At the end of the league you have everyone wind up with the deck that they began with, though players may want to trade decks at this point if they really enjoyed one of the other precons they got a chance to play. The player with the most points at the end wins and if you really wanted you could even do an actual Precon Yankee Swap after the last game was played.

Positives: This is probably the best way to test raw skill. Over a number of games, the highest skilled players should be able to perform well regardless of what deck they are playing. They won't have the advantage of added cards or even the strongest precon deck to lean on. If they're going to win, they will at some point in time have to perform well with even the weakest of the precon decks. Players will also get to try different decks, which can be a lot of fun.

Negatives: You bought the deck you want to play with. Some folks won't want to part with their precon. Players also generally want to upgrade their decks. That's a big part of the fun for many of us, so not changing a deck at all for the entire course of a league might be a little frustrating.

Booster Precon League

This can be a way to help encourage your players to support your LGS if you're playing at one. If you're not playing at a LGS, you can order a variety of individual booster packs from and use those as your booster packs.

In round one players would bring and play with the 2018 Commander Precon of their choice.

After each round players buy up to three booster packs from the store hosting the league. If you're not at an LGS, you can always order your boosters packs ahead of time.

Players open their packs together and may trade between each other at the same rarity level — so rare for rare, uncommon for uncommon, etc . . .  The hope is that players will want their friends to be able to make good upgrades so games remain challenging. If you have players who enjoy helping each other build decks, trading cards and working on upgrades could wind up being one of the most fun parts of playing in this type of league.

Every player may replace up to three cards in their precon deck with one of the cards they opened or trade for in their booster packs. Any player who was the first eliminated from their game may replace an additional three cards in their precon deck.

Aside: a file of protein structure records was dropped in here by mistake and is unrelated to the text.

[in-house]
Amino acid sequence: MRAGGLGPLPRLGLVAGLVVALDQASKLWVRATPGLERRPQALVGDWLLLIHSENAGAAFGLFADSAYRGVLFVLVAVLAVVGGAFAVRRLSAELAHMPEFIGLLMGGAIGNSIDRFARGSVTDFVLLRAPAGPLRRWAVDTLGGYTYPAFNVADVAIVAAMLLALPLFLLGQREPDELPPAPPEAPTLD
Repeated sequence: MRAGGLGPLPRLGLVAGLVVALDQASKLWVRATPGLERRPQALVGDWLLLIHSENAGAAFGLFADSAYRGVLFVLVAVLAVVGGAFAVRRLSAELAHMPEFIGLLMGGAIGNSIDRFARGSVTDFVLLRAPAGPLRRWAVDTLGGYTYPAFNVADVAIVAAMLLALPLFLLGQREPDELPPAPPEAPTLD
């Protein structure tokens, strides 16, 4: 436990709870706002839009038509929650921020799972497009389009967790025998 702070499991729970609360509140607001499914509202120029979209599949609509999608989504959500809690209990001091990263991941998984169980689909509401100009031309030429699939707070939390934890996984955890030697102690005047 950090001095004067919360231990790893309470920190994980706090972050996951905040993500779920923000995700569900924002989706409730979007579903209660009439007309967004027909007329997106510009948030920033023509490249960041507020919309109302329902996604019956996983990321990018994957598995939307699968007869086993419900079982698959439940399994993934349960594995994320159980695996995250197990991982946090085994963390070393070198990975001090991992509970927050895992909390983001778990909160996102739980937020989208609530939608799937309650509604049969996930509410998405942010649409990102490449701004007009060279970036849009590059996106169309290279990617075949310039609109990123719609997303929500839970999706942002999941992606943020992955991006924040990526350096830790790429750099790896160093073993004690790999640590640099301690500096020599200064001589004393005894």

The player with the most points at the end of the league wins.

Positives: This is a great way to work supporting your LGS into the process of running a league, and it also gives you the chance to build and play with decks that nobody in their right mind would ever go out of their way to build. You'll wind up with weird cards getting added and surprises nearly every week. Also, cracking boosters is fun!

Negatives: Players who really want to make build great decks might find having to pick upgrades out of booster packs to be disappointing. You might not open anything good in your colors and you might not be able to convince anyone to trade with you for a card they have that you really need. The luck of opening a key Mythic Rare, or the choice of allowing a table winner to upgrade their deck could result in one deck really dominating play for weeks on end.

Tiered Upgrade Precon League

My last suggestion is a minor variation on what I think of as a “traditional” precon league. You upgrade your deck based upon some criteria after each round of play. The first eliminated gets some kind of bonus, and the table winner gets the smallest upgrade. The assumption is that the winner needs the least help to keep winning, and the losers need the most help.

You essentially set up three tiers of upgrades and after each game you use that system to determine how players are allowed to revise their decks. For these listings, the Winner is the table winner, Runners-Up are the players who didn't win but weren't eliminated first, and the Redshirt is the player who was the first to be eliminated in that game.